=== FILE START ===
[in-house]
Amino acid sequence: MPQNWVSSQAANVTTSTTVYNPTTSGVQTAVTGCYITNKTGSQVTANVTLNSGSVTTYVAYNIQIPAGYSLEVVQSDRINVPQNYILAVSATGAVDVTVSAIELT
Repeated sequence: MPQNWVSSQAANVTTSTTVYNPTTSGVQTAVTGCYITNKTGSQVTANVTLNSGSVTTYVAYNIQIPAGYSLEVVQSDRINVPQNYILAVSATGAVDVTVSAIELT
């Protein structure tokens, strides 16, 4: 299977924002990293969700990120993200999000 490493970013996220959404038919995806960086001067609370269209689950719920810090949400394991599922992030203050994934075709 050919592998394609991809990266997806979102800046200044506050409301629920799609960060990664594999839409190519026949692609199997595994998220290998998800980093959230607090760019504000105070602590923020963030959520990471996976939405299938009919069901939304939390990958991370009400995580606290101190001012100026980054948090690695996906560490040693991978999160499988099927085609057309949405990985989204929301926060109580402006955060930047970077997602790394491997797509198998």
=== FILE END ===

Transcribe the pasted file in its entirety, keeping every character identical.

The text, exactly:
[in-house]
Amino acid sequence: MPQNWVSSQAANVTTSTTVYNPTTSGVQTAVTGCYITNKTGSQVTANVTLNSGSVTTYVAYNIQIPAGYSLEVVQSDRINVPQNYILAVSATGAVDVTVSAIELT
Repeated sequence: MPQNWVSSQAANVTTSTTVYNPTTSGVQTAVTGCYITNKTGSQVTANVTLNSGSVTTYVAYNIQIPAGYSLEVVQSDRINVPQNYILAVSATGAVDVTVSAIELT
């Protein structure tokens, strides 16, 4: 299977924002990293969700990120993200999000 490493970013996220959404038919995806960086001067609370269209689950719920810090949400394991599922992030203050994934075709 050919592998394609991809990266997806979102800046200044506050409301629920799609960060990664594999839409190519026949692609199997595994998220290998998800980093959230607090760019504000105070602590923020963030959520990471996976939405299938009919069901939304939390990958991370009400995580606290101190001012100026980054948090690695996906560490040693991978999160499988099927085609057309949405990985989204929301926060109580402006955060930047970077997602790394491997797509198998």